An individualized food-based nutrition intervention reduces visceral and total body fat while preserving skeletal muscle mass in breast cancer patients under antineoplastic treatment

Ana Teresa Limon-Miro, Mauro E. Valencia, Veronica Lopez-Teros, Heliodoro Alemán-Mateo, Rosa O. Méndez-Estrada, Bertha I. Pacheco-Moreno, Humberto Astiazaran-Garcia*

*Corresponding author for this work

Research output: Contribution to journalArticlepeer-review

Abstract

Background & aims: Breast cancer patients (BCP) during treatment often experience an increase in body weight and fat mass, and a decrease in muscle mass known as sarcopenic obesity, affecting their prognosis and quality of life. We aimed to evaluate the effect of a 6-month individualized food-based nutrition intervention program in nonmetastatic BCP body composition during treatment. Methods: This is a pre-post study in recently diagnosed women with invasive ductal/lobular breast carcinoma (clinical stage I-III). The individualized nutrition intervention was based on the dynamic macronutrient meal equivalent menu method (MEM). Dietary plans were developed according to WCRF/AICR guidelines, BCP total energy expenditure, 1.2–1.5 g/kgBW/d of protein intake, 5–9 servings/day of fruits and vegetables, and a caloric restriction (500–1000 kcal/d) when applicable (BMI ≥ 25 kg/m2). Follow-up was every 2-weeks and a different diet menu was provided in each session during 6 months. Baseline and final measurements included the assessment of anthropometry, body composition, and physical activity. Results: Twenty-two participants completed the study and at diagnosis 68% were overweighed or obese. After the 6-month nutrition intervention program, BCP lost 3.1 kg (p < 0.01) of body weight, 2.7 kg (p < 0.01) of fat-mass, 400 g (p < 0.01) of abdominal fat, 118 g (p < 0.05) of visceral fat, 1.2 kg/m2 of body mass index and 1.1 kg/m2 of fat mass index (p < 0.01). During the period, no changes were observed in bone mineral density (p = 0.3), fat-free mass (p = 0.1) and appendicular skeletal muscle mass (p = 0.2). Menopausal status in BCP did not modify the effect of the nutrition intervention. Conclusions: The individualized food-based nutrition intervention program empowered BCP to make informed healthy food choices within their personal preferences, socioeconomic and cultural background. With this type of intervention, nonmetastatic BCP reduced body weight, fat-mass, fat mass index, visceral and abdominal fat, while preserving skeletal muscle mass, during antineoplastic treatment. ClinicalTrials.gov NCT03625635.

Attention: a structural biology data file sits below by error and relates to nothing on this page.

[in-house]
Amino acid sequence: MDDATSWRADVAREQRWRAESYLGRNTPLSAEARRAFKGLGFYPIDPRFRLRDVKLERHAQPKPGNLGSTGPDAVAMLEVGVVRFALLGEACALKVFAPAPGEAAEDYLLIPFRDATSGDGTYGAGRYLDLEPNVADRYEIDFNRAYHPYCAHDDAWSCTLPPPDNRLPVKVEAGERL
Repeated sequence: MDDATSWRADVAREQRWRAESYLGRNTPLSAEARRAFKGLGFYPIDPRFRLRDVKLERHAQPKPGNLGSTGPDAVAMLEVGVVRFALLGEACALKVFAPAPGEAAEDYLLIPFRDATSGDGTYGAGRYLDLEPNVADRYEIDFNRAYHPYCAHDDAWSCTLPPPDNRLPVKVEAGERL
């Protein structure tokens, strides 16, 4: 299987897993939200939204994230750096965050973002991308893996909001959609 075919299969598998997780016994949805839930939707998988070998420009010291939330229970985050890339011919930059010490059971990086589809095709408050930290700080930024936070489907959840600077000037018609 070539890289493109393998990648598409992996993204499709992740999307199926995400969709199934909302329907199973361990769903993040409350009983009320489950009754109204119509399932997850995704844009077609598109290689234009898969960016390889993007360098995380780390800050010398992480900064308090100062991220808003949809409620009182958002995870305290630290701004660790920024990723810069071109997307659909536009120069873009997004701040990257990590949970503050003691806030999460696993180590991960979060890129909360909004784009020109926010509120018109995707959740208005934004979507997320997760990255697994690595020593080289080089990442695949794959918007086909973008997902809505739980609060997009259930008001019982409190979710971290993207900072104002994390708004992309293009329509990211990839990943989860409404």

Original languageEnglish
Pages (from-to)4394-4403
Number of pages10
JournalClinical Nutrition
Volume40
Issue number6
DOIs
StatePublished - Jun 2021

Bibliographical note

Funding Information:
We thank our volunteers for their valuable time and participation. To CONACYT for the fellowship received by author A.T.L.-M. To the Sonoran Oncology State Center (CEO), the Research Center for Food and Development A.C. (CIAD), and the University of Sonora Navigator Program (PDA) for providing their staff and facilities. Special thanks for the technical support from Orlando Tortoledo and logistics from Paola Othon, Jenny Meraz and Alejandra Lopez. Also, we thank our enthusiastic nutritional sciences undergraduate students: Ilenia Moreno, Ingrid Guti?rrez, Elizabeth Manjarrez, Leticia Yocupicio and Sahily Nu?ez, for their supportive teamwork.

Publisher Copyright:
© 2021 Elsevier Ltd and European Society for Clinical Nutrition and Metabolism

Keywords

  • Body composition
  • Fat mass index decrease
  • Oncology nutrition
  • PG-SGA
  • Sarcopenic obesity prevention
  • Visceral adipose tissue

Fingerprint

Dive into the research topics of 'An individualized food-based nutrition intervention reduces visceral and total body fat while preserving skeletal muscle mass in breast cancer patients under antineoplastic treatment'. Together they form a unique fingerprint.

Cite this